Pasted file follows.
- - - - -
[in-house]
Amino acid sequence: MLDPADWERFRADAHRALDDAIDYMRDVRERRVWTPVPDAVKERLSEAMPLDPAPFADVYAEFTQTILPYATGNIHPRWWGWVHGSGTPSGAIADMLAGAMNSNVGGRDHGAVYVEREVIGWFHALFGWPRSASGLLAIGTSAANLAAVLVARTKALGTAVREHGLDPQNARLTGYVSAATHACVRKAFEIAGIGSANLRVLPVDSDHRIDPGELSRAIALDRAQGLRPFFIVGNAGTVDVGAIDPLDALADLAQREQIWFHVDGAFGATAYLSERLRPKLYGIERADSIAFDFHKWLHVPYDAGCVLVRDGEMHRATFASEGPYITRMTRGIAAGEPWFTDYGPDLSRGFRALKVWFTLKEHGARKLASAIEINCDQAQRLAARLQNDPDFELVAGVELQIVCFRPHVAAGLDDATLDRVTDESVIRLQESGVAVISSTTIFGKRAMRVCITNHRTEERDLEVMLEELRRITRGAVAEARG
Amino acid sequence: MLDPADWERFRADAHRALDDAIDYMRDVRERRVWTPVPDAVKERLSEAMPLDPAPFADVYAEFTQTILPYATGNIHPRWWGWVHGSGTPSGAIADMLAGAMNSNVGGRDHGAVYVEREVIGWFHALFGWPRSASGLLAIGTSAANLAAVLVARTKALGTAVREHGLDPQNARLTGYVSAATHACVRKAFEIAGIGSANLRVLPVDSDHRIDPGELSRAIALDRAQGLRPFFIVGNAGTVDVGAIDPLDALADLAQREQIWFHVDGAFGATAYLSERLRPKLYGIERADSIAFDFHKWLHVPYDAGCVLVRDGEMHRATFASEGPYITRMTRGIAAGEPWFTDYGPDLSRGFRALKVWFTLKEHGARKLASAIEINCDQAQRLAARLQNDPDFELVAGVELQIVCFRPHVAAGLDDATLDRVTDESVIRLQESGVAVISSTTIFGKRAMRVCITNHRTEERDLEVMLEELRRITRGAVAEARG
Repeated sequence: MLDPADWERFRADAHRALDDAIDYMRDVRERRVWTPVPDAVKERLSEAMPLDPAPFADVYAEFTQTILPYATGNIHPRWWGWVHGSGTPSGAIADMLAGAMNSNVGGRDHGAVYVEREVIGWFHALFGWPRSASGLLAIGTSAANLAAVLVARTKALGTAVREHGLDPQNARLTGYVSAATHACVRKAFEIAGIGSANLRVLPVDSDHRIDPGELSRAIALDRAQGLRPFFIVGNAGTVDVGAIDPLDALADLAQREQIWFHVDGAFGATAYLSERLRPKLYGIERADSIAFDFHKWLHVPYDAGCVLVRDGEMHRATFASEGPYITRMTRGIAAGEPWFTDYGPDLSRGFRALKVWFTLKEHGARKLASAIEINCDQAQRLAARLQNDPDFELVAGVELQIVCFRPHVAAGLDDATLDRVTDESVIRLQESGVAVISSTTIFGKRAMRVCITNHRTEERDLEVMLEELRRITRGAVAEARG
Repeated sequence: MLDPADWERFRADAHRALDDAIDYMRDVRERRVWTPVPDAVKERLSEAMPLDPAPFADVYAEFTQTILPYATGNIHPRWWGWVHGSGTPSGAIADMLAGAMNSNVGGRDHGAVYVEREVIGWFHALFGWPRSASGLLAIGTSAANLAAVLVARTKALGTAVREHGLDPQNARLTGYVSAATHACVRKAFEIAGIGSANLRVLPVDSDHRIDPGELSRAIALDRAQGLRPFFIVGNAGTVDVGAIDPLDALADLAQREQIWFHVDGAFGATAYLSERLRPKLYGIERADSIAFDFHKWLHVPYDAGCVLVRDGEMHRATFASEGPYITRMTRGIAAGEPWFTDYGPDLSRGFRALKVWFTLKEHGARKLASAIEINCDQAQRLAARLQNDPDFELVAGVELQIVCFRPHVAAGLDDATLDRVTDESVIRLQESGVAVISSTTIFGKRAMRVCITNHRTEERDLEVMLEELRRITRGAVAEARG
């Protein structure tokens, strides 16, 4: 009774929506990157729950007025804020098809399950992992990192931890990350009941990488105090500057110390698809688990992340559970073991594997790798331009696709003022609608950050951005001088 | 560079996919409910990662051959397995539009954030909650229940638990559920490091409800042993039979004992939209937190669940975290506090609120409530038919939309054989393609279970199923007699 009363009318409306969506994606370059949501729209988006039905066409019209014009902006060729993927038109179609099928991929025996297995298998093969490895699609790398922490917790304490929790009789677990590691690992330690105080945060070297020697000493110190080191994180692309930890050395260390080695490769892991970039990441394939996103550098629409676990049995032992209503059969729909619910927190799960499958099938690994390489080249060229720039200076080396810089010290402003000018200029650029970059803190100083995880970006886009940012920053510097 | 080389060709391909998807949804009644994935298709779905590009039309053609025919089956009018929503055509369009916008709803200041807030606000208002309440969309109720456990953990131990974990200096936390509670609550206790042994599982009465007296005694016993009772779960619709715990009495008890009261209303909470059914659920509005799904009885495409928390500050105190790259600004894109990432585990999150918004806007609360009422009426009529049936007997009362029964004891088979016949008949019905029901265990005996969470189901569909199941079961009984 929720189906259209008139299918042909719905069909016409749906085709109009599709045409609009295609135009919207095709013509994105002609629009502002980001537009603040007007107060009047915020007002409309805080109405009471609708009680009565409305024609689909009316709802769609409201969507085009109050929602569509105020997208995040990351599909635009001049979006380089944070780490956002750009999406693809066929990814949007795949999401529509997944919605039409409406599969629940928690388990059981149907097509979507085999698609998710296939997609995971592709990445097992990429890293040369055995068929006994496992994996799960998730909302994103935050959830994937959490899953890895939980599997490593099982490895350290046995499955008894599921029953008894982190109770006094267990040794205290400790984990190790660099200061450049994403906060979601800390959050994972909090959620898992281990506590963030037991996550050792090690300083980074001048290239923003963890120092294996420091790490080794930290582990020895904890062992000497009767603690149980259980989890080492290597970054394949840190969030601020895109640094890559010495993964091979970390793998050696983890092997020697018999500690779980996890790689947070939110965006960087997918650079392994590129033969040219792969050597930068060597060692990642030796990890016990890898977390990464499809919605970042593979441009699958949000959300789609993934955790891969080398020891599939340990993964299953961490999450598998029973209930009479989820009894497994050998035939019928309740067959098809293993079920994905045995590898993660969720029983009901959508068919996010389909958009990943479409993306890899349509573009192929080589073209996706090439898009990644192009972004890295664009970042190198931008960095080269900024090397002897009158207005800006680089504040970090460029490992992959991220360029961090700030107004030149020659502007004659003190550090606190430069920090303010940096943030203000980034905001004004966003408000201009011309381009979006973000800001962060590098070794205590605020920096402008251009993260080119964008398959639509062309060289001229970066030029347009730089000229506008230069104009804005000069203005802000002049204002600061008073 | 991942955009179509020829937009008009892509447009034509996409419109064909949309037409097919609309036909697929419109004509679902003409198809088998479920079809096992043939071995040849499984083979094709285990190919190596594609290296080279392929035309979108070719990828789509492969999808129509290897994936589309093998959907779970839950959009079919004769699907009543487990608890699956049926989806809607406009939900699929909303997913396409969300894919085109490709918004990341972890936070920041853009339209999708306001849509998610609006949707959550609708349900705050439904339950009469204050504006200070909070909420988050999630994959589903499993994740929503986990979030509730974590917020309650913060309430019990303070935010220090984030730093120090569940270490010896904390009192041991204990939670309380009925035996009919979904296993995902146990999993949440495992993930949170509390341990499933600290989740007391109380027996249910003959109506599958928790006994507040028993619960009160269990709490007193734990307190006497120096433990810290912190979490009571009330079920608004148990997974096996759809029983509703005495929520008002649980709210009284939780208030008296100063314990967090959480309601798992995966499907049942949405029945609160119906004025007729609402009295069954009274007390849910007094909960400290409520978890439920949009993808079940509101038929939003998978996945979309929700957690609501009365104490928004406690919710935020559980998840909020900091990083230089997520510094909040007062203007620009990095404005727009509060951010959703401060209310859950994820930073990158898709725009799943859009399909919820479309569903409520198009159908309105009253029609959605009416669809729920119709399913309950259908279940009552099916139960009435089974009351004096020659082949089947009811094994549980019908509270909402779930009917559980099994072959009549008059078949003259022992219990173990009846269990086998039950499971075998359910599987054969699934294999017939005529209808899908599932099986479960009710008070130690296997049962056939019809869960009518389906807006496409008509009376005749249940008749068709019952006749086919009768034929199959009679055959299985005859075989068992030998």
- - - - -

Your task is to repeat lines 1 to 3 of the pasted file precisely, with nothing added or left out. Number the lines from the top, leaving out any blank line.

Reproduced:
[in-house]
Amino acid sequence: MLDPADWERFRADAHRALDDAIDYMRDVRERRVWTPVPDAVKERLSEAMPLDPAPFADVYAEFTQTILPYATGNIHPRWWGWVHGSGTPSGAIADMLAGAMNSNVGGRDHGAVYVEREVIGWFHALFGWPRSASGLLAIGTSAANLAAVLVARTKALGTAVREHGLDPQNARLTGYVSAATHACVRKAFEIAGIGSANLRVLPVDSDHRIDPGELSRAIALDRAQGLRPFFIVGNAGTVDVGAIDPLDALADLAQREQIWFHVDGAFGATAYLSERLRPKLYGIERADSIAFDFHKWLHVPYDAGCVLVRDGEMHRATFASEGPYITRMTRGIAAGEPWFTDYGPDLSRGFRALKVWFTLKEHGARKLASAIEINCDQAQRLAARLQNDPDFELVAGVELQIVCFRPHVAAGLDDATLDRVTDESVIRLQESGVAVISSTTIFGKRAMRVCITNHRTEERDLEVMLEELRRITRGAVAEARG
Amino acid sequence: MLDPADWERFRADAHRALDDAIDYMRDVRERRVWTPVPDAVKERLSEAMPLDPAPFADVYAEFTQTILPYATGNIHPRWWGWVHGSGTPSGAIADMLAGAMNSNVGGRDHGAVYVEREVIGWFHALFGWPRSASGLLAIGTSAANLAAVLVARTKALGTAVREHGLDPQNARLTGYVSAATHACVRKAFEIAGIGSANLRVLPVDSDHRIDPGELSRAIALDRAQGLRPFFIVGNAGTVDVGAIDPLDALADLAQREQIWFHVDGAFGATAYLSERLRPKLYGIERADSIAFDFHKWLHVPYDAGCVLVRDGEMHRATFASEGPYITRMTRGIAAGEPWFTDYGPDLSRGFRALKVWFTLKEHGARKLASAIEINCDQAQRLAARLQNDPDFELVAGVELQIVCFRPHVAAGLDDATLDRVTDESVIRLQESGVAVISSTTIFGKRAMRVCITNHRTEERDLEVMLEELRRITRGAVAEARG